In Cameroon, my home country, thousands of people leave and walk weeks by foot to reach Libya, where they board unsafe boats to cross the Mediterranean, reach the shore of Europe and to an unknown destination. Currently, Cameroonian families who survive the journey wait, stuck and trapped on European shores trying to get in. All because they have lost any sense of hope in their homeland.
Can you even imagine the extreme pain those parents are experiencing? Can you imagine the desperation and love they must feel that would push those fathers and mothers to embark upon such an unimaginable, sad, and risky journey with their children? I grew up in Cameroon, seeing first-hand the extreme poverty and lack of opportunity that drives these women and men to leave their homeland. I was extremely fortunate to get enough education to get out of Cameroon and “make it” in America.
I know and feel strongly that we all need to provide these fellow humans with a better alternative. We need to provide them with what they need to stay home, take care of their family and cherish their homeland and culture. We need to invest in those countries if we can. We need to create jobs, promote education and inspire them that more is possible. The UN calls this sustainable development, and it’s a win-win proposition for investors and the people in those countries!
We can show them that true equality, individual responsibility, questioning status quo and innovation are essential ingredients to development. If enough investment reaches that country, fewer families will want to take the dangerous journey to Europe, more small cultural/tribal groups will maintain their languages and traditions, and many young people will have no reason to consider joining extremist groups like Boko Haram.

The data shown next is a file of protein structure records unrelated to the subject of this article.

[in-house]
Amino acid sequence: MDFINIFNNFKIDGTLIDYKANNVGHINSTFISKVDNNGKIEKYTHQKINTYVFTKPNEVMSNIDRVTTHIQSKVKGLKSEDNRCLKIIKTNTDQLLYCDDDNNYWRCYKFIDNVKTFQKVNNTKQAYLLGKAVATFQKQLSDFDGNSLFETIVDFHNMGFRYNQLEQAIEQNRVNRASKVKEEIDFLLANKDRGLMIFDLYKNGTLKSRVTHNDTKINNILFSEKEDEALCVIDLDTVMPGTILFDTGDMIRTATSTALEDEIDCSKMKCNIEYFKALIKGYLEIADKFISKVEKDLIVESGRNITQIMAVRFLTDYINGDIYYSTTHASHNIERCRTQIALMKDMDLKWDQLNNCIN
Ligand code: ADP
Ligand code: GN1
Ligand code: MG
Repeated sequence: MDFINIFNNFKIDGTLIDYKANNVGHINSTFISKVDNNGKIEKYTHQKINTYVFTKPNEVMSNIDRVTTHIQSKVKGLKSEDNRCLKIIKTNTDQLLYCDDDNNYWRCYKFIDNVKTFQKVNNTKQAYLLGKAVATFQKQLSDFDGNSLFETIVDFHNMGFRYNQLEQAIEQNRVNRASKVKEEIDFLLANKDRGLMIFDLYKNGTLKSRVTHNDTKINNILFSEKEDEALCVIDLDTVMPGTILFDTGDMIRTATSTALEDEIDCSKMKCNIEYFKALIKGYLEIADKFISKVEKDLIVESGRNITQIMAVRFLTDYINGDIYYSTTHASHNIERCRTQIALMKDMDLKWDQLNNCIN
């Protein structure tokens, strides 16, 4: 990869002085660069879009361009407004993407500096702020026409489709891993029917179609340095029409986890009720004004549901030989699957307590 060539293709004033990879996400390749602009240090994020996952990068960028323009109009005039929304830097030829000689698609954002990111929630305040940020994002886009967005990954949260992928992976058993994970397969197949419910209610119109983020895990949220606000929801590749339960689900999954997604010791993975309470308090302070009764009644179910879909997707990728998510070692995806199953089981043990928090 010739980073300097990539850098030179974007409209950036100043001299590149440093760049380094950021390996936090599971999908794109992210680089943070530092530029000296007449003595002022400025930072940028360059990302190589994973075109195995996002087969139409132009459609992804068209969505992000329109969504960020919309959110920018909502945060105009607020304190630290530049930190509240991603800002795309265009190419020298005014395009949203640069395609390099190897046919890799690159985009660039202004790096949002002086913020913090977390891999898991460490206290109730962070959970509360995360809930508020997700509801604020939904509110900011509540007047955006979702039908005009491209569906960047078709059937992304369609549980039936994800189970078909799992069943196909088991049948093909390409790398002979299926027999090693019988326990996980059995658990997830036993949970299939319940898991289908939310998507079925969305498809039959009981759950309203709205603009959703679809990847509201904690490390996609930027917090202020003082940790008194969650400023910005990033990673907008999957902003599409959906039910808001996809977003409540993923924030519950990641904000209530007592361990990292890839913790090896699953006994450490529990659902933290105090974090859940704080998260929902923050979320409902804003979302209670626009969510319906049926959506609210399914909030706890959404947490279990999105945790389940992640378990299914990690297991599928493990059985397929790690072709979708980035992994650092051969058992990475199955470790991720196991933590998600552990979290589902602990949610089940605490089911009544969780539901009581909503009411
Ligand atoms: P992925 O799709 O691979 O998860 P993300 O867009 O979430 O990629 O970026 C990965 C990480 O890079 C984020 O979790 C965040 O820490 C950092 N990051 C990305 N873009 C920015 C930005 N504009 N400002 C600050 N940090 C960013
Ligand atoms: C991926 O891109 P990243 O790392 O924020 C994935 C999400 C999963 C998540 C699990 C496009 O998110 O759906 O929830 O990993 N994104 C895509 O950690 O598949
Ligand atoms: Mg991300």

For me, growing up without these kinds of opportunities, I was very fortunate to have educated parents, who earned the minimum necessary to support our pursuit for education and pushed us. I was able to obtain my Engineering Degree and then come to the US for graduate school. While it is a nice story of success and immigration, I am far from my family, my homeland, and my culture. And, many people in my family and my entire village do not have access to or even want this life.
My wife and I created Smart Globe International as a way to meet the many challenges described above. We will start two fair trade farms, for Cameroonian cash crops coffee and cocoa. The farms will create good paying jobs, opportunities for women, and access to technical education while meeting the growing demand for coffee and cocoa and boosting the shrinking supply of both. Additionally, we will contribute to more food security in Cameroon by integrating food crops that provide shade and nutrients for the coffee and cocoa. [The country of Cameroon has already committed to support sustainable growth of these crops as part of its economy and to increasing food security for its citizens.]
The Smart Globe International endeavor, like any well-thought profitable socially conscious investment, will produce these kinds of positive social impacts not only in Cameroon, but in the US and Europe in the long term.
Please consider the investment in opportunity that Smart Globe International provides as a means to self-sufficiency, safety, and education for those who need. Watch our video and donate here: http://igg.me/at/smartglobe. Thank you in advance for your donation and for sharing with your friends and family.
Smart Globe International Launches Crowdfunding Campaign to Acquire Seeds for Sustainable Farms in Cameroon
Name: Mara Trager Tcheunou
Email address: email@example.com